The CIA’s Least Covert Mission

source: politico.com

contributed by Artemus FAN, Stephen L. Page

Image by David Mark from Pixabay 

 

 

In the bowels of its Langley headquarters, a fluorescent-lit, mundane office space houses a team of about a dozen people engaged in what is perhaps the Central Intelligence Agency’s least covert mission: to make American citizens “like” the agency on social media.

An edict is posted to the wall: “Every time you make a typo….the errorists win.”

The United State’s premier intelligence agency has slowly ramped up its social media presence since joining Facebook and Twitter in 2014, creating one of the federal government’s quirkiest, creative, and controversial PR campaigns.

The aim: to dispel some of the negative press and conspiracy theories that have dogged the agency over the years by showing the public that CIA staffers are just like us.

“Demystify, educate, and then recruit,” said Candice Bryant, the 37-year-old leader of the agency’s social media team, who exclusively sat down with POLITICO to discuss the agency’s engagement strategy publicly. “There’s people who don’t realize that we have a softer side here,” said Bryant, who has been at the agency for almost 17 years. “So our audience is really the entirety of the American public.”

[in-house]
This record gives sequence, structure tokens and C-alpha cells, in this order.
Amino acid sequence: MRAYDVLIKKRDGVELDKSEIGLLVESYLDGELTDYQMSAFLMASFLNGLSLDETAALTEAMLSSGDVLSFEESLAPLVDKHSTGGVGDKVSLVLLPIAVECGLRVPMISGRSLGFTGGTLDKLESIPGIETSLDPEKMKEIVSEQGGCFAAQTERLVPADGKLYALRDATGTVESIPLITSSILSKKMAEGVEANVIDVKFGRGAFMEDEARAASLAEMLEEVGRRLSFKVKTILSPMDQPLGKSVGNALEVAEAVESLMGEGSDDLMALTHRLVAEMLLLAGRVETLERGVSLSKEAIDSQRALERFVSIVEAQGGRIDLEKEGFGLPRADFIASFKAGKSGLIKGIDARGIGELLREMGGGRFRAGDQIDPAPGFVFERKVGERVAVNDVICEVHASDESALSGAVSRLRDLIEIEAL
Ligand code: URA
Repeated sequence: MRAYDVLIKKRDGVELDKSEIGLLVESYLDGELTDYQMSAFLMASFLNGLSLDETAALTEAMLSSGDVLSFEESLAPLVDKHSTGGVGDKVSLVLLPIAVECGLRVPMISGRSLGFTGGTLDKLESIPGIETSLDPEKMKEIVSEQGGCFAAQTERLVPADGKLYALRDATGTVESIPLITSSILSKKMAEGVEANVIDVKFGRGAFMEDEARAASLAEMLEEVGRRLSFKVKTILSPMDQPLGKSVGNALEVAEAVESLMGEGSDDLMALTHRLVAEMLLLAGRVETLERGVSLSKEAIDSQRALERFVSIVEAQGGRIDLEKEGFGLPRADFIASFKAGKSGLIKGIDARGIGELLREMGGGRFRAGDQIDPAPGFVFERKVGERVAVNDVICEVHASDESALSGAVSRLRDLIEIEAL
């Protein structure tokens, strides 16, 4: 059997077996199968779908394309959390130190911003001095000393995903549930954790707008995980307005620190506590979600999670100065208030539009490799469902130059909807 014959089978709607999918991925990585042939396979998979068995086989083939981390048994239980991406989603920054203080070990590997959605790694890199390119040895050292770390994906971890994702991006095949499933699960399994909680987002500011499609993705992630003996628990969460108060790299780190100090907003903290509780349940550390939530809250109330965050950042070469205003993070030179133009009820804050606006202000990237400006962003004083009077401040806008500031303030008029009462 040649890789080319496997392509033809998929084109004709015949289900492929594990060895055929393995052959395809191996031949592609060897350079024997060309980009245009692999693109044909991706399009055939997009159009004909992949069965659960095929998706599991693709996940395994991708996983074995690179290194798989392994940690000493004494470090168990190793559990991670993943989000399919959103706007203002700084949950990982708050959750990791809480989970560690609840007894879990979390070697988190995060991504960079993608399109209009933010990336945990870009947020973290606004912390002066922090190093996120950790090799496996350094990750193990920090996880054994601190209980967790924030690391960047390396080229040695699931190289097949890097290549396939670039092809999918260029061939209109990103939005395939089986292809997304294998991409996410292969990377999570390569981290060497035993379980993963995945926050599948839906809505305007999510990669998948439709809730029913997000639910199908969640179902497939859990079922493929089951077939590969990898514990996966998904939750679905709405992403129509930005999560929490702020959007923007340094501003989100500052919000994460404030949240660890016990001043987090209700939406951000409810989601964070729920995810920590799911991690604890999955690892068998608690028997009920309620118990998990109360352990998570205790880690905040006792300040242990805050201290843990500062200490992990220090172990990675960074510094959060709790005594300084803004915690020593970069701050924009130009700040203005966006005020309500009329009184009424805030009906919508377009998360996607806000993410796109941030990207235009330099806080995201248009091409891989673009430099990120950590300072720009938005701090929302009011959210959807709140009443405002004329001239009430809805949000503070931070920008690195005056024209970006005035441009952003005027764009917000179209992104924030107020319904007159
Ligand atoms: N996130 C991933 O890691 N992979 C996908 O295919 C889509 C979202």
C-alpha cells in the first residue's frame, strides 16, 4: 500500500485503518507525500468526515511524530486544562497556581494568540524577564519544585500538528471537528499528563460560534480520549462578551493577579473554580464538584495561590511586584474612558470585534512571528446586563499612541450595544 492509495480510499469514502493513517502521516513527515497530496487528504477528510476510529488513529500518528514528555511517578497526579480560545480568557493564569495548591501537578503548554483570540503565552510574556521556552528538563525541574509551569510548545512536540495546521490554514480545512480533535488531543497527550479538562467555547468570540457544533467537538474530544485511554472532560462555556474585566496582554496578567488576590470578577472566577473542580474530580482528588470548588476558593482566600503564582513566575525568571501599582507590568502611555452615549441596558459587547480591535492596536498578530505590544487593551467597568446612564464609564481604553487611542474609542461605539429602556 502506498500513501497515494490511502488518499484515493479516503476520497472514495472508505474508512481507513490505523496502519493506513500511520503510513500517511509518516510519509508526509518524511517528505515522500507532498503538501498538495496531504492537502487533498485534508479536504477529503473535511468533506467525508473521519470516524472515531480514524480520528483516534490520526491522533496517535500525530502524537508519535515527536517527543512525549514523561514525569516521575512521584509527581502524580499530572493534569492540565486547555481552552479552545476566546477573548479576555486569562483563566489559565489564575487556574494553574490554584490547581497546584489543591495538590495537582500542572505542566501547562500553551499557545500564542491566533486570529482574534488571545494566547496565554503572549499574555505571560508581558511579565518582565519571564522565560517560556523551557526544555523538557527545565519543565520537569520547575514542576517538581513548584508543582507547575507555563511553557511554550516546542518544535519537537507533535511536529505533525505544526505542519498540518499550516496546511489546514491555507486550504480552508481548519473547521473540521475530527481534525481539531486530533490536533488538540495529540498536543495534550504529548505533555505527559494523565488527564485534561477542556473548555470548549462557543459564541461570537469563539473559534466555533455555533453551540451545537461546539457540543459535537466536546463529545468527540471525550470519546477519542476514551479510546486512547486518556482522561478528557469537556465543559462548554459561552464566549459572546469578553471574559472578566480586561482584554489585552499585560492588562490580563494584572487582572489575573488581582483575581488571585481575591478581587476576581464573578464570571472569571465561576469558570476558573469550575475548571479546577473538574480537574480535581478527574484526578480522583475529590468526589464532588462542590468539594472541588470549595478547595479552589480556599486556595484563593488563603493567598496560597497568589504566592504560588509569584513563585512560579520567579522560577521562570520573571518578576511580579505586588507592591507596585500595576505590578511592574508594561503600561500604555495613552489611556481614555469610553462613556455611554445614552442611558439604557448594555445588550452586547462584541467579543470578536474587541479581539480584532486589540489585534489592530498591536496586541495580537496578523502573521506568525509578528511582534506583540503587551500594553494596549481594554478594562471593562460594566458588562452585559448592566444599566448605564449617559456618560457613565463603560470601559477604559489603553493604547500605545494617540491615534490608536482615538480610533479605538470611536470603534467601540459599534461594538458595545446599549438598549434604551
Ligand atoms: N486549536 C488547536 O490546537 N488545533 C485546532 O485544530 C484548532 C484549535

But not everyone thinks the CIA — with a reputation as one of the world’s most exclusive and lethal fraternities — should be chasing clout by sanding down its edges. The efforts have drawn scorn from the left and the right. Some liberals say the CIA is presenting a whitewashed version of the CIA’s history, while many on the right argue that the social media strategy is making the agency appear weak.

Bryant and two other millennial architects of the social media effort, who went only by Michael and Alexis at the CIA’s request to preserve some anonymity, sat down to explain why one of the world’s most clandestine organizations just can’t stop posting. “Share what we can, protect what we must,” said Michael, who takes the lead on the “Humans of CIA” effort.